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Interview with Nemo Nox of
NN. What is your definition of skepticism? Are you an ordinary skeptic, a philosophical skeptic or a different kind of skeptic? How and why was The Skeptic's Dictionary born? How did the website become a book?
Skepticism is an attitude not a set of beliefs. It is the attitude of the critical thinker who does not accept claims on the basis of authority, intuition, insight, testimony, etc. alone, but requires evidence to some degree of probability before assenting to any proposition. This attitude is especially present with regard to supernatural and paranormal claims, but it is not limited to claims of those types. Even scientific claims should be approached with a skeptical attitude.
The web site became a book when Ted Weinstein, a literary agent who works out of San Francisco, contacted me about creating the book. He gave me some guidelines for coming up with a book proposal and then he took the proposal to several publishers. We had several offers, but selected John Wiley because of its reputation in the field of science text publishing and because they wanted to produce an inexpensive paperback.
NN. What's the connection between The Skeptic's Dictionary and Becoming a Critical Thinker?
RTC. Becoming a Critical Thinker is a textbook for introductory logic and critical thinking courses. It is very general and covers such things as language and critical thinking, the mass media and other sources of information, fallacies of reasoning, inductive and deductive arguments. There is some overlap between the two books but The Skeptic's Dictionary goes into much more detail on pseudoscience, for example.
NN. How many people are involved in The Skeptic's Dictionary project?
RTC. In one sense, there is just me, but in another sense there are many people involved. I've had about ten volunteer translators who have translated all or part of The Skeptic's Dictionary into eight languages. I receive tips, advice, comments, and so on from hundreds of people. And I have received editorial assistance from several people. But I don't have a staff. Nobody works for me and I do all the writing, make all the decisions, and so on.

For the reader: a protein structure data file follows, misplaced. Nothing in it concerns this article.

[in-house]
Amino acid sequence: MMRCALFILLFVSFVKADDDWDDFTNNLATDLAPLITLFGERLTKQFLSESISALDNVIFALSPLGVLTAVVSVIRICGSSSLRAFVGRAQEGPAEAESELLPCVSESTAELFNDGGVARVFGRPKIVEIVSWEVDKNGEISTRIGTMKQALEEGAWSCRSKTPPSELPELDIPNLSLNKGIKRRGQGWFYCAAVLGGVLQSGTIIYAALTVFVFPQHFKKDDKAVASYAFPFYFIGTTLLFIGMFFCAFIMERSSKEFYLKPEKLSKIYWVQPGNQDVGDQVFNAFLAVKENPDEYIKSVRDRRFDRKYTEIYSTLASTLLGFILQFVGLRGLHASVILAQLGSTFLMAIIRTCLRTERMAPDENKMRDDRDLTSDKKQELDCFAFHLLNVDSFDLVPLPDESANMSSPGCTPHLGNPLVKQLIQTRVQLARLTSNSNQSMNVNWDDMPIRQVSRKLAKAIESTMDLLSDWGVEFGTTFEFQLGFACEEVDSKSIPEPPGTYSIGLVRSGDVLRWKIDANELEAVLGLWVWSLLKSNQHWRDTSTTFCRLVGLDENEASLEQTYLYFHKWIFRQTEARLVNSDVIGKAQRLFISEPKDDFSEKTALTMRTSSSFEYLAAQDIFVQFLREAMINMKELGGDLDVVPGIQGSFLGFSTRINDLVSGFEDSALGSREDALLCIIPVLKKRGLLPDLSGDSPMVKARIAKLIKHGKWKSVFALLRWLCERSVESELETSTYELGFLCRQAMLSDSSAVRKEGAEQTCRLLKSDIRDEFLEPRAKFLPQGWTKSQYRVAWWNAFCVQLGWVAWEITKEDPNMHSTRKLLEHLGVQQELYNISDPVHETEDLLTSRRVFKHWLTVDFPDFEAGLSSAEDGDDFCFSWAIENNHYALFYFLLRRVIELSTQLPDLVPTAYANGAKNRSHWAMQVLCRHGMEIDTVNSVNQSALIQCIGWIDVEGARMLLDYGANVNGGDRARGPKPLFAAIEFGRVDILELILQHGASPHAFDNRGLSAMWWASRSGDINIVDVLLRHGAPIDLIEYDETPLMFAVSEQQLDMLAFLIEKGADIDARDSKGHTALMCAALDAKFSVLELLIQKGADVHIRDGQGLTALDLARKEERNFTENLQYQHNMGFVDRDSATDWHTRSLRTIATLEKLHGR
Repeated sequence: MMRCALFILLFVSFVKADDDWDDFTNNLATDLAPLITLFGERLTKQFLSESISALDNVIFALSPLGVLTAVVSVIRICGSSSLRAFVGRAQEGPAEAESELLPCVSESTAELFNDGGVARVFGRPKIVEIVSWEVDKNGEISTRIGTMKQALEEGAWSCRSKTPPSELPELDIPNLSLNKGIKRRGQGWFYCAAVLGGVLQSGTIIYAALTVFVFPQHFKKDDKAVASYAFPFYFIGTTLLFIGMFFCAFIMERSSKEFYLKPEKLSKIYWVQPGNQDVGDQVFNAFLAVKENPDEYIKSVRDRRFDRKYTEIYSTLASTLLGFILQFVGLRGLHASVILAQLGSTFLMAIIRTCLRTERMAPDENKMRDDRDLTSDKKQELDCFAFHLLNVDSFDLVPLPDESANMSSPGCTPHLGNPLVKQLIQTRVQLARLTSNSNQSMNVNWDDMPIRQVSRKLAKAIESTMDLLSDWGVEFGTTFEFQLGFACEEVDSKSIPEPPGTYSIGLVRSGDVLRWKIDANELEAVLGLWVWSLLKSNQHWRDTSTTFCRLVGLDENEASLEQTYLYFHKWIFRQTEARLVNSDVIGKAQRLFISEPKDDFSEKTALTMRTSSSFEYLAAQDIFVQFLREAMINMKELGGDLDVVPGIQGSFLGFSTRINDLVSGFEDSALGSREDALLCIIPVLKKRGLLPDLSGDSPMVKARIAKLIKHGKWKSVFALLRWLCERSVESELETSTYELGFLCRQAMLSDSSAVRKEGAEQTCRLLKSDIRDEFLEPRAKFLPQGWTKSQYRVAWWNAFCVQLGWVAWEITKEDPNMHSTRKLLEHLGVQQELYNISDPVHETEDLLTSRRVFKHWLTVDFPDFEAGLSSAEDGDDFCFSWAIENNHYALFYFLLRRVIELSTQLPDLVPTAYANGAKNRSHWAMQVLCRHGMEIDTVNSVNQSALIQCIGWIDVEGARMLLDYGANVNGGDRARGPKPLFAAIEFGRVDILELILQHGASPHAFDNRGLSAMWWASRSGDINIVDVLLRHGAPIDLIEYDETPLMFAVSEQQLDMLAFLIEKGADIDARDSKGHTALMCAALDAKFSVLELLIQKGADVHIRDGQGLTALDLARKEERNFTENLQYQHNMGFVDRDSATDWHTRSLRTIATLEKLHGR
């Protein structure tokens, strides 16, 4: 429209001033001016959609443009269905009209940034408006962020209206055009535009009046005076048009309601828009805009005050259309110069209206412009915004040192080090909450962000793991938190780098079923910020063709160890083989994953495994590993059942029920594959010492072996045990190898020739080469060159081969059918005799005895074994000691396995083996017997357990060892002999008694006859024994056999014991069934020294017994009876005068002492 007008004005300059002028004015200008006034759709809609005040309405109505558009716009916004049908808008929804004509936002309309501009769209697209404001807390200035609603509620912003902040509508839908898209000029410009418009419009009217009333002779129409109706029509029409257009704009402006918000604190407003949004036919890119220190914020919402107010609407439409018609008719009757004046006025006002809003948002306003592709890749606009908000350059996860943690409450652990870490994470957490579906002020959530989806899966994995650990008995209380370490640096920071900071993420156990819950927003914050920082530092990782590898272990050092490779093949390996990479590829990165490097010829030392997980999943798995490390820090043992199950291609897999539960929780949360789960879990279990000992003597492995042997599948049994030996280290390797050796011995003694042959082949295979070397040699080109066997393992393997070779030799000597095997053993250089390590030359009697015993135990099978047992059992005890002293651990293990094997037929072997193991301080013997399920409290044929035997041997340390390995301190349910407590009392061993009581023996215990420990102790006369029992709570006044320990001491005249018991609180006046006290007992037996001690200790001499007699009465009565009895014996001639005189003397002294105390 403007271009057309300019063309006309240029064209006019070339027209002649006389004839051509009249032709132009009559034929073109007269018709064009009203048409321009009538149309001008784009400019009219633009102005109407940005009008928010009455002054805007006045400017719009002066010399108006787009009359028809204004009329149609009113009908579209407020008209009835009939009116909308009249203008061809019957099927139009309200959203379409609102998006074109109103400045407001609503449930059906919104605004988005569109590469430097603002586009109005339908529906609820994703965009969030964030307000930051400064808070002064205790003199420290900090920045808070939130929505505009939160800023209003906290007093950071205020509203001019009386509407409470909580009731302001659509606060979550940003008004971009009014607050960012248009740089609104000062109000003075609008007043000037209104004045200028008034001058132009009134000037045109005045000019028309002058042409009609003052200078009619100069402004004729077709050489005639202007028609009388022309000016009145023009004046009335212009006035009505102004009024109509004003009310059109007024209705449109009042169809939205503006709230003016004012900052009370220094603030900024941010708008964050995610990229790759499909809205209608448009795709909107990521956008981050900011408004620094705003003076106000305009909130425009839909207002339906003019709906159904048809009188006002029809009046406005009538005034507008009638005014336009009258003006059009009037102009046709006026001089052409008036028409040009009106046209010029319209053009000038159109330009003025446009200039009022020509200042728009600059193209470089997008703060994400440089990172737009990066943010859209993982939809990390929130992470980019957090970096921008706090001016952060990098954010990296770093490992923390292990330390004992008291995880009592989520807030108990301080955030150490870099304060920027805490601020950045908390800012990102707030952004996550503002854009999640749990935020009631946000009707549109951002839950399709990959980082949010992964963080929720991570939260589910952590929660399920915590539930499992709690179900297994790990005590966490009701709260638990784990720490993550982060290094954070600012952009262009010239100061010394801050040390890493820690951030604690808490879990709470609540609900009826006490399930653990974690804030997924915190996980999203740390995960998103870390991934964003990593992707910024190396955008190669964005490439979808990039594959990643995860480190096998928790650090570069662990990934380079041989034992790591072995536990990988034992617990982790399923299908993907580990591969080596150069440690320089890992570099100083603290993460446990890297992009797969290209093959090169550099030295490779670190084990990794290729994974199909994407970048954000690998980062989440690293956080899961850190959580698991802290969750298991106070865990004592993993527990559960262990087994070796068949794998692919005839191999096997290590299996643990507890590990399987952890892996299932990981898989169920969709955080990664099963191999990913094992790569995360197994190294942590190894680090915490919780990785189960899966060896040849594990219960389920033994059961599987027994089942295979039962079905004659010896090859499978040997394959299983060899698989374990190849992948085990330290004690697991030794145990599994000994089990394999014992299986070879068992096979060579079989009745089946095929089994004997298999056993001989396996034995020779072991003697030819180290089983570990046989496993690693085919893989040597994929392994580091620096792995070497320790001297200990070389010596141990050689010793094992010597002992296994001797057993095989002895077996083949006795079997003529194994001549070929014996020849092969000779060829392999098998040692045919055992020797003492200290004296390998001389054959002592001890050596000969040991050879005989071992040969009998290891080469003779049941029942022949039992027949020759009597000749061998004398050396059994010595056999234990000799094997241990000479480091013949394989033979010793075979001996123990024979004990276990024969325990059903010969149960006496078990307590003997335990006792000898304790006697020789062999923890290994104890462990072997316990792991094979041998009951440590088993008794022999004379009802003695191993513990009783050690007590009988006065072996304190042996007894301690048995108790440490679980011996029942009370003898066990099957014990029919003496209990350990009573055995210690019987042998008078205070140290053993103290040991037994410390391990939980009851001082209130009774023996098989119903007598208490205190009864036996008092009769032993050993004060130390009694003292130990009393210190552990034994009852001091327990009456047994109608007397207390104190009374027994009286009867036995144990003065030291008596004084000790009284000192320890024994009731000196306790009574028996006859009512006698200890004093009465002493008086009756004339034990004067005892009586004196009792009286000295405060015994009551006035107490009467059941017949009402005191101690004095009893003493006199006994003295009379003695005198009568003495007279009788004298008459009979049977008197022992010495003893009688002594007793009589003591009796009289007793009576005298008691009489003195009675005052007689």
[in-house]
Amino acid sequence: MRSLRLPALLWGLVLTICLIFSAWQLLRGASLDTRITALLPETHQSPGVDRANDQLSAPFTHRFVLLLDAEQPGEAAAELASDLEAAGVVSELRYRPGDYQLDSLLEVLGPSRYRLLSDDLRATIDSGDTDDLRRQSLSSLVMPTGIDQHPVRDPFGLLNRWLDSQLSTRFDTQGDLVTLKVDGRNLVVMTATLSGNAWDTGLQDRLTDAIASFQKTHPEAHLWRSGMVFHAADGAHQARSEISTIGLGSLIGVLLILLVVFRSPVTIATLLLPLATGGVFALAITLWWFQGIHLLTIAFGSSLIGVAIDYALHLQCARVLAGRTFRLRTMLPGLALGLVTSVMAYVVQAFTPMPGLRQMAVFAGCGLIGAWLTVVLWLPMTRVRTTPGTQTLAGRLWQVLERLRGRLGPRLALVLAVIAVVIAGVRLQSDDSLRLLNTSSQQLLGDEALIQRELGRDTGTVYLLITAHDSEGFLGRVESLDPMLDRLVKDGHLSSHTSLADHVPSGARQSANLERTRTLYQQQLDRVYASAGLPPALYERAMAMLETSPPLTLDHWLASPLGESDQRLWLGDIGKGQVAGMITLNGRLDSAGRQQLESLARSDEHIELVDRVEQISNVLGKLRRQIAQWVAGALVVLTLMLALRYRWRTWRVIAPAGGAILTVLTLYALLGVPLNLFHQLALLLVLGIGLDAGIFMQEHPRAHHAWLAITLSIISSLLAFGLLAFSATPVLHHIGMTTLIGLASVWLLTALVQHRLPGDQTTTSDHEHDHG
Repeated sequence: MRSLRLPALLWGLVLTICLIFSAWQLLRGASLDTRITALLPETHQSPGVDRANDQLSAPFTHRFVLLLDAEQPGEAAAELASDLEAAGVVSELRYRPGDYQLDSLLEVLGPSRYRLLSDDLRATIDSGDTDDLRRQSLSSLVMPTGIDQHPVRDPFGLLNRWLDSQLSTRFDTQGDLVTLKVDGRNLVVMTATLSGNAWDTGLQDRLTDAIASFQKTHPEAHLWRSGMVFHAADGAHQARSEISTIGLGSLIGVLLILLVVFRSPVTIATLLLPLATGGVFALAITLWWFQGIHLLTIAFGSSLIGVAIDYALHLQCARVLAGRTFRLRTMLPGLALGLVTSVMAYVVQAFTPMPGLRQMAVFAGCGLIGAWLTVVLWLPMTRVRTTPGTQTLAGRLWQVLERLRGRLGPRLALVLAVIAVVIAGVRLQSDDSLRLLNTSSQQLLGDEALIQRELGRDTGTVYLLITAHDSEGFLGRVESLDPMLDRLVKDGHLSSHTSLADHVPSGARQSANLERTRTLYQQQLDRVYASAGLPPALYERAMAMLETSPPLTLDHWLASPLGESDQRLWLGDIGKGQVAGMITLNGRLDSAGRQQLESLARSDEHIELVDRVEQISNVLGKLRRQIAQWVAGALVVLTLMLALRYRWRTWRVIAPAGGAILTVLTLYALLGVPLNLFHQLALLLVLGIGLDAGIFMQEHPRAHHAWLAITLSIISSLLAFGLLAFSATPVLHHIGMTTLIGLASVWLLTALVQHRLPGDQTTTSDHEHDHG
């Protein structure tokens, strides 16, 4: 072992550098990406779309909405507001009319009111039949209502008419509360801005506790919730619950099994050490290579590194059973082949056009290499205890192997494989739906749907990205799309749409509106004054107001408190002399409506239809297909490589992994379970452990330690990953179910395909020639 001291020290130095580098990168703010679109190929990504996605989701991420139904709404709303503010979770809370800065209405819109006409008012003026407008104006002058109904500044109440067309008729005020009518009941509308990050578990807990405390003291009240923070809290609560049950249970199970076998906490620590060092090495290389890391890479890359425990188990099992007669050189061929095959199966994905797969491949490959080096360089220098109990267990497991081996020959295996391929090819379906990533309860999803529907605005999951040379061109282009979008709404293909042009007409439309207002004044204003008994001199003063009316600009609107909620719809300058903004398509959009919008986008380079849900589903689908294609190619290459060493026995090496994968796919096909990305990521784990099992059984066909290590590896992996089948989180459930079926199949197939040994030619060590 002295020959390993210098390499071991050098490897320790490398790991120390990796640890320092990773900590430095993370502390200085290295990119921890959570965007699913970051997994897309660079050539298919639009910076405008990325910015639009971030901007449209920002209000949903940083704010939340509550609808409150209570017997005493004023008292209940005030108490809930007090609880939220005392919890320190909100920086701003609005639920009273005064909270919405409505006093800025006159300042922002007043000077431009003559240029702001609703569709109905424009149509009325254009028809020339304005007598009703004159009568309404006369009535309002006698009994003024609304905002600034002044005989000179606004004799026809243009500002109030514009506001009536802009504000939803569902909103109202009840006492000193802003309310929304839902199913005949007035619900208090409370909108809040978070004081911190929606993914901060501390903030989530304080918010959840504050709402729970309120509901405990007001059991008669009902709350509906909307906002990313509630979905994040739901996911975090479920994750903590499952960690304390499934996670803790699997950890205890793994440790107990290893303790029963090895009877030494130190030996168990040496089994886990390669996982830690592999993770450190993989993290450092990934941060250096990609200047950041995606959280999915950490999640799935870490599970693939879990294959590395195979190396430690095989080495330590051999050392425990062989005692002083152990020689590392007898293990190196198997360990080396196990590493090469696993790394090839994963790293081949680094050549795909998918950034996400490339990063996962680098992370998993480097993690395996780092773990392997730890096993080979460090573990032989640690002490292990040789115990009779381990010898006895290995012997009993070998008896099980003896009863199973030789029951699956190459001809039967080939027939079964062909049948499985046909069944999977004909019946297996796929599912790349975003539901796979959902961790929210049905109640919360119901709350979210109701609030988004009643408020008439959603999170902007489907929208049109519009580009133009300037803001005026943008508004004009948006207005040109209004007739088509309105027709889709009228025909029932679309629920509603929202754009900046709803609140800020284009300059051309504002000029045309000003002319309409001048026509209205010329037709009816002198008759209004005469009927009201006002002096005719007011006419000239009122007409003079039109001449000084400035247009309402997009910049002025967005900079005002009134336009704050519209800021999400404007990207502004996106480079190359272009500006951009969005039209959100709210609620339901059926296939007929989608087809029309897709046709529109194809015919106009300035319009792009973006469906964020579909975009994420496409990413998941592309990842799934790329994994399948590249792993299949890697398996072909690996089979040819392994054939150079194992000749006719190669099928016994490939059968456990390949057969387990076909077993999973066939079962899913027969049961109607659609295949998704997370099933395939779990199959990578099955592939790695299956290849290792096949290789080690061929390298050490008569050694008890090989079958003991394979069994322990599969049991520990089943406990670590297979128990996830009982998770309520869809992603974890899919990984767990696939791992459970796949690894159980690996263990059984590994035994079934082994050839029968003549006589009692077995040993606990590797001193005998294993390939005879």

NN. What kind of feedback do you get? What is the ratio between support messages and hate mail?
RTC. I've just posted a page with almost nothing but positive feedback on it. I don't keep track, but my guess is the ratio is 100/1 support to hate mail.
NN. What is your favorite entry in The Skeptic's Dictionary? Why?
RTC. This is a very interesting question. I've never thought about it. I'd have to say that I don't have a favorite, but that there is a particular cluster of entries that I am especially proud of because together they explain where people go wrong in their thinking about weird things: ad hoc hypotheses, cold reading, communal reinforcement, confirmation bias, Occam's razor, the placebo effect, the post hoc fallacy, the regressive fallacy, selective thinking, subjective validation, testimonials, and wishful thinking.
NN. What is your explanation for the never ending stream of supernatural, paranormal and pseudoscientific claims unsupported by evidence?
RTC. There isn't a single explanation, but the cluster of entries I just mentioned will help explain some of the popularity of these claims.
NN. What kind of unsupported claims annoys you the most? Why?
RTC. I suppose it is the New Age folks and their gibberish about "energy," especially their insistence that quantum physics validates their beliefs in energy medicine. They talk nonsense and yet exude confidence in their gibberish. Very annoying.
NN. Who is winning the race, pure faith or critical thinking?
RTC. Pure faith.
NN. Who are your gurus of skepticism?
RTC. Martin Gardner, Carl Sagan, James Randi, Michael Shermer, Paul Kurtz, Ray Hyman, Joe Nickell, Susan Blackmore, and a few others.
NN. Why is it important to be a skeptic?
RTC. To me this is like asking why is it important to be rational or to be a critical thinker? The answer is simple: the skeptic has a better chance of getting it right, of approaching the truth as far as is humanly possible. All human methods of inquiry are prone to the snares of self-deception, but skepticism is the least likely to be undermined by that all-too-human tendency. Blind faith, following gurus, using insight and intuition, dogmatically following some creed or book, and other such methods have shown themselves to be much more susceptible to self-deception and error than the ways of science and skepticism. No method is perfect, but skepticism is the best of all the imperfect methods we have.